EXPERIMENTAL STUDY ON HEAT TRANSFER AND PRESSURE DROP IN RECTANGULAR NARROW CHANNEL AT LOW PRESSURE
The specificity of the new Jules Horowitz research Reactor (RJH) core geometry and operating conditions required an experimental program to validate the friction factor and heat transfer correlations currently used for single-phase flow in rectangular channels.
A specific facility was built to provide known thermal-hydraulic conditions for a simulated full-length coolant channel of the RJH reactor, allowing the experimental determination of the instability threshold leading to a flow excursion and, possibly, to the critical heat flux. The facility was also designed to examine other thermal-hydraulics phenomena, including the onset of incipient boiling, the single-phase heat transfer coefficients and friction factors, and the pressure drop characteristics.
The test section simulates a single vertical rectangular channel of the RJH core with a 50 mm width and a 600 mm heated length. Two flow channel gaps were tested: 1.5 mm and 2.1 mm. The heater plates are made of 1 mm thick Inconel−600 and are uniformly heated by a DC power supply. Tests with water flowing vertically upward covered heat fluxes from 0 to 7 MW/m2, velocities from 0.6 to 18 m/s, exit pressures from 0.2 to 1.0 MPa and inlet temperatures from 25 to 180 °C.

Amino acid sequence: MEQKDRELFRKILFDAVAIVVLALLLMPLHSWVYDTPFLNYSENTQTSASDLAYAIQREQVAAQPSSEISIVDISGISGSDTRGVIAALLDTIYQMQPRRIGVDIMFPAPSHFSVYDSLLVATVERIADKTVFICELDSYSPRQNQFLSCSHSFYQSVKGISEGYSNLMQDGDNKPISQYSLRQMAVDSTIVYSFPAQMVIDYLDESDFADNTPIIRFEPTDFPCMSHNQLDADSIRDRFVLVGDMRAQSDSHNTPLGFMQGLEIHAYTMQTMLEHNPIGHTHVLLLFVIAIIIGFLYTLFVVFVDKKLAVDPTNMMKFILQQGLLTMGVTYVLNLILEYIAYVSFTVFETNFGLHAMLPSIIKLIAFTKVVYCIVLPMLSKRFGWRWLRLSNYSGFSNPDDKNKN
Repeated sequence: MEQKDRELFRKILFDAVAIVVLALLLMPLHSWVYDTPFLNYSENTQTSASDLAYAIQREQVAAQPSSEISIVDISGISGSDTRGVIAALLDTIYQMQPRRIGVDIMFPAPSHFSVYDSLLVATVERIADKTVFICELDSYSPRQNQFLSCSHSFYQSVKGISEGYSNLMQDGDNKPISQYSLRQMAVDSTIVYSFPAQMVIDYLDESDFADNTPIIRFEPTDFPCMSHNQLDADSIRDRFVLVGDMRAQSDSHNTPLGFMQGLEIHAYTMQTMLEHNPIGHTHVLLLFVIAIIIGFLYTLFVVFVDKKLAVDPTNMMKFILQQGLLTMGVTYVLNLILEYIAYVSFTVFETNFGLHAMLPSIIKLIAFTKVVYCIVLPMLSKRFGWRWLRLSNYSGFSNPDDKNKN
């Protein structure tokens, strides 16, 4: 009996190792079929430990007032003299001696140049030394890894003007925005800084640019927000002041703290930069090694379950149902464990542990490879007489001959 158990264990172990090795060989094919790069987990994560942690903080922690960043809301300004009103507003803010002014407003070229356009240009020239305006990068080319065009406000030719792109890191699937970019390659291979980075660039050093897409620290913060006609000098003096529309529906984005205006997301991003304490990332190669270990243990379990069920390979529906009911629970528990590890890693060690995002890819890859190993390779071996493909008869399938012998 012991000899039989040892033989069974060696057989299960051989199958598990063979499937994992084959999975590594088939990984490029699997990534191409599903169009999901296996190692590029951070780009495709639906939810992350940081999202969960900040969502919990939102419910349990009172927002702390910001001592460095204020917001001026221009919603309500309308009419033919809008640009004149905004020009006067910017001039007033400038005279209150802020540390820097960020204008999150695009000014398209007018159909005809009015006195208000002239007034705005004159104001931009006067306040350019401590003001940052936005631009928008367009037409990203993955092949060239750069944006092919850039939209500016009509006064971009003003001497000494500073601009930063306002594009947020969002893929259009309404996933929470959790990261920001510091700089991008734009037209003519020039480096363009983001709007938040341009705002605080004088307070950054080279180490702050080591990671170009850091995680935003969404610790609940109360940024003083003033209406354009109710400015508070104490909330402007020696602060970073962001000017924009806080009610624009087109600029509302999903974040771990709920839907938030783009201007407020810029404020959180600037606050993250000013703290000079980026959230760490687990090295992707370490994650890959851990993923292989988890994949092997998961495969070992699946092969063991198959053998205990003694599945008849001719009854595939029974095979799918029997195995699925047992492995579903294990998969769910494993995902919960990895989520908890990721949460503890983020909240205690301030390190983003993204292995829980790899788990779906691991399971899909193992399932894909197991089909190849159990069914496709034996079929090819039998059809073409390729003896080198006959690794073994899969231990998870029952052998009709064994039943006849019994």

The dry side of each heater plate was instrumented with 20 thermocouples on the center line of each plate. Differential pressure measurements were taken axially along the test section. The temperature of the wetted wall was determined from the dry wall temperature measurement, taking into account the temperature dependent thermal conductivity of Inconel−600.
Experimental friction factors and heat transfer coefficients were compared to correlations available in the literature. Because the experimental heat transfer coefficients were greater than those given by these correlations, additional studies were conducted first to validate the measurement techniques and data processing (especially for determining Inconel−600 thermal conductivity as a function of temperature), and second to determine a general correlation accounting for the specificities of both the geometry and the thermal hydraulic conditions. This new correlation for forced convection heat transfer in narrow rectangular channels is shown to be in good agreement with experimental data.